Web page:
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    Already showed some php benchmarks in above linked/below quoted WHT threads and scripts are there to run your own tests or you can devise your own benchmarks for your own specific needs. Anyway end of the day, use whatever you're comfortable with and with whatever you're familiar with knowledge wise :)
     
  14. Web Guy

    Web Guy New Member

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    Just to give people an update, in case it helps others. I went with LSAPI (actually the CloudLinux mod_lsapi module). I was having a problem with awful TTFB on non server cached pages (around 4s but that was on a heavy WooCommerce site). Turned out the main issue was the LSPHP process was being killed and the slowness was that process spooling up again.
    I increased the PHP 'Max Idle Time' (in LiteSpeed config, actually to 24 hours...I know that probably seems way too long..I'm not recommending anyone else does this, I'm just testing it) and now getting well under 2s TTFB for non cached pages (which I still think I can improve but that's another topic).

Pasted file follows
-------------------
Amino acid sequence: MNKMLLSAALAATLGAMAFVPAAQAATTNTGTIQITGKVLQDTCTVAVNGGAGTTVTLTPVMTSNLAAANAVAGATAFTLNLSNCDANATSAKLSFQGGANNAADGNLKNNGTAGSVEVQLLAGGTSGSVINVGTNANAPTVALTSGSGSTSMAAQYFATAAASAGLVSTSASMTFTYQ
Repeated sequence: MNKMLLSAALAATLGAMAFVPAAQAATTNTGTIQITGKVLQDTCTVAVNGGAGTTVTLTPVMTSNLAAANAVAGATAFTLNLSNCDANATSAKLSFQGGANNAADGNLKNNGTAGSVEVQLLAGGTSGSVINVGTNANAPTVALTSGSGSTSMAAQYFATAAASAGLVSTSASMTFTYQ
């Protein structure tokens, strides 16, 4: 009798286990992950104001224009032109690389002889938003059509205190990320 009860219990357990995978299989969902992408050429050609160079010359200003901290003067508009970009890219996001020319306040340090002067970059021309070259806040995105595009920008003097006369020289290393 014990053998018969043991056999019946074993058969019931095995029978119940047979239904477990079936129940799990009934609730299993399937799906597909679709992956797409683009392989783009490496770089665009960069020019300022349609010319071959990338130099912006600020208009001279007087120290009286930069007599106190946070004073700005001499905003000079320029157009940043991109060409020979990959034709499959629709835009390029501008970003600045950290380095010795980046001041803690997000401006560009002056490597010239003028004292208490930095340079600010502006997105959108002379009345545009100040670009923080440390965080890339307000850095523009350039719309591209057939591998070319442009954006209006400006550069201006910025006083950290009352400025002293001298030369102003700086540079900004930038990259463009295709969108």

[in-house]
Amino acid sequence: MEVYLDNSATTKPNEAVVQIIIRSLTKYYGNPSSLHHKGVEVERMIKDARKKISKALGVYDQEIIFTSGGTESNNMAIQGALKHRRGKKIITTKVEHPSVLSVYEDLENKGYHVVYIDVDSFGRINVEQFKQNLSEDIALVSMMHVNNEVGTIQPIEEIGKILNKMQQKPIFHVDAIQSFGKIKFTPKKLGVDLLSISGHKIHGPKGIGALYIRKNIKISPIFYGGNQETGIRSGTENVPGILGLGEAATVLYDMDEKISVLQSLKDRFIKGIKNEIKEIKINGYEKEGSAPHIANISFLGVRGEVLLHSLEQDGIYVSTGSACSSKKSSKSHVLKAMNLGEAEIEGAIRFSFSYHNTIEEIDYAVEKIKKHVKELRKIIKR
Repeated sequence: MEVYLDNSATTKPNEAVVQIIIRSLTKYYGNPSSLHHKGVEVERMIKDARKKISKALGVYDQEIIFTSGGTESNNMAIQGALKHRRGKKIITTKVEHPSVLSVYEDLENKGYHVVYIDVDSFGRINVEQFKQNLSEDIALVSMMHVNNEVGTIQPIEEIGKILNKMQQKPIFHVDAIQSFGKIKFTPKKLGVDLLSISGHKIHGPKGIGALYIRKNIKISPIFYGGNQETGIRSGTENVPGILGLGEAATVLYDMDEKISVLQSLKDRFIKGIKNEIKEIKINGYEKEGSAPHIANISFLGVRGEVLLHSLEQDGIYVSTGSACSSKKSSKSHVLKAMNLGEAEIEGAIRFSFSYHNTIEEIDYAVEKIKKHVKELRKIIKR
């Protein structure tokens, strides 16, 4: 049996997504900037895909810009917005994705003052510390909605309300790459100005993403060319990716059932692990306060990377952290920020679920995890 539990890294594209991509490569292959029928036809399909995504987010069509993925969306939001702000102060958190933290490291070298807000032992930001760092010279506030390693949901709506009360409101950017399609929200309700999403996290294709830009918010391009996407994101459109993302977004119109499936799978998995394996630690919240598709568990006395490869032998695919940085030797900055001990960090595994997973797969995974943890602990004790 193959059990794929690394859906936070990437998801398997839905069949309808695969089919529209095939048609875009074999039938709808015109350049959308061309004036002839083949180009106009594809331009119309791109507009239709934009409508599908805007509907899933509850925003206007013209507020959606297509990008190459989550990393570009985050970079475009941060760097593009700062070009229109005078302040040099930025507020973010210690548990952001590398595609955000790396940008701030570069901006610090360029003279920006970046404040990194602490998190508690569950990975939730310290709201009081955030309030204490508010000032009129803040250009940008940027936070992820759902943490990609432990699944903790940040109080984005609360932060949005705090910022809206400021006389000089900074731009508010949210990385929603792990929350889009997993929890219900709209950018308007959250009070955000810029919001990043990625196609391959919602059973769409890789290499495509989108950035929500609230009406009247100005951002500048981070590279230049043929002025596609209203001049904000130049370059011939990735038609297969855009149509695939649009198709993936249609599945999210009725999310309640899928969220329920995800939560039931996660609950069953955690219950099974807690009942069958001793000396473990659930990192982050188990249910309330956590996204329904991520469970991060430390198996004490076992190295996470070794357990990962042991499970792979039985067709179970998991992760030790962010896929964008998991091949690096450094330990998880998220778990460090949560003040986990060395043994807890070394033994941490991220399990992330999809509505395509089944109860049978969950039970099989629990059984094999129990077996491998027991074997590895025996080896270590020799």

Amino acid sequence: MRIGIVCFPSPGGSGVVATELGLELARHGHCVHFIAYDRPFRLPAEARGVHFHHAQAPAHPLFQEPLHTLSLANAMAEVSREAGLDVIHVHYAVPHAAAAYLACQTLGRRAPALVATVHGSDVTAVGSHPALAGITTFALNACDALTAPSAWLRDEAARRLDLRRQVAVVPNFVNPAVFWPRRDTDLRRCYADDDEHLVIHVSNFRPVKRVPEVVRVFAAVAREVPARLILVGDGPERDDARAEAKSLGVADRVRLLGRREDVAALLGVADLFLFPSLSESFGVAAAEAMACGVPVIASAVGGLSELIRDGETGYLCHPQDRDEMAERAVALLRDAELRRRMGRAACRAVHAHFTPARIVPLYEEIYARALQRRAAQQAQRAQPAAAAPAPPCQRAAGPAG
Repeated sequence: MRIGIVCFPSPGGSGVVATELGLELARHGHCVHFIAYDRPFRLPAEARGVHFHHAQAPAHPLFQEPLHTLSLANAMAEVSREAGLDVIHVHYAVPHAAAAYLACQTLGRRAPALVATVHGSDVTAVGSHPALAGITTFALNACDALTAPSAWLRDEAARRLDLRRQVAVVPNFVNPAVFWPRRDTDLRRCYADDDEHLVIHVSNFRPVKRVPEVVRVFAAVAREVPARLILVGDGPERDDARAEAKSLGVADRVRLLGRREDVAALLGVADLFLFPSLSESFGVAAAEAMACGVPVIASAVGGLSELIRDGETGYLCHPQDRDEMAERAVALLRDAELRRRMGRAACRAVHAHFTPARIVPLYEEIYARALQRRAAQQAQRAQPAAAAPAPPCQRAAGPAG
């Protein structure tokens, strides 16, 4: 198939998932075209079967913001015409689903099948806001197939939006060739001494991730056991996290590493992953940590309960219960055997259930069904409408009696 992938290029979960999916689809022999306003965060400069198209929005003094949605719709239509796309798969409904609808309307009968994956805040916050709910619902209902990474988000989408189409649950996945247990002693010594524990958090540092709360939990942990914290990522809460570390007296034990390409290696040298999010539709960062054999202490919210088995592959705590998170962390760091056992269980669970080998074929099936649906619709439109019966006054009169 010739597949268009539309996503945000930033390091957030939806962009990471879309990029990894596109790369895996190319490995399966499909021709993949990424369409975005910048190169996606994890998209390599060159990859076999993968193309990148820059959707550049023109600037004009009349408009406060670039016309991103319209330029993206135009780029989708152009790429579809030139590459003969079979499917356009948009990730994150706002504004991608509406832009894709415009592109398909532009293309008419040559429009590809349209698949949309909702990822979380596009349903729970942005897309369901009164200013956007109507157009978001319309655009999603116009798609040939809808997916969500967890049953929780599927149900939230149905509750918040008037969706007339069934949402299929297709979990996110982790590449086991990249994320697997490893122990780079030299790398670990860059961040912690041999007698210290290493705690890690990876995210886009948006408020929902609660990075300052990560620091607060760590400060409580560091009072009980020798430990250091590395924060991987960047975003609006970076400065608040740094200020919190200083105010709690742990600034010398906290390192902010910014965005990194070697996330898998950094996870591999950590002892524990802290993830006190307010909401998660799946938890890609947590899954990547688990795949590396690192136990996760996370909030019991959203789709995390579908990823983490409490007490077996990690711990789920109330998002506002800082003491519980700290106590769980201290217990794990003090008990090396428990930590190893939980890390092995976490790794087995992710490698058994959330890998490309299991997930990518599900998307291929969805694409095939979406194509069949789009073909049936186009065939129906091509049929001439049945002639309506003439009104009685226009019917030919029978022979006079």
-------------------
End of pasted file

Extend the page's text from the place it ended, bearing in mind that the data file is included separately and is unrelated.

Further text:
I know there's a danger of a resource problem, with lots of LSPHP processes running but I'll never have 100's of sites, so I'm hoping it won't be an issue.

    For lighter / non-eCommerce sites, mostly cached pages will be served (which I've found to have amazing performance in Litespeed). And the non-cached pages are really quick as well (around 500ms to 1s TTFB).

    Anyway, I hope that helps if anyone else is in the same situation.
     
  15. ahmed

    ahmed Active Member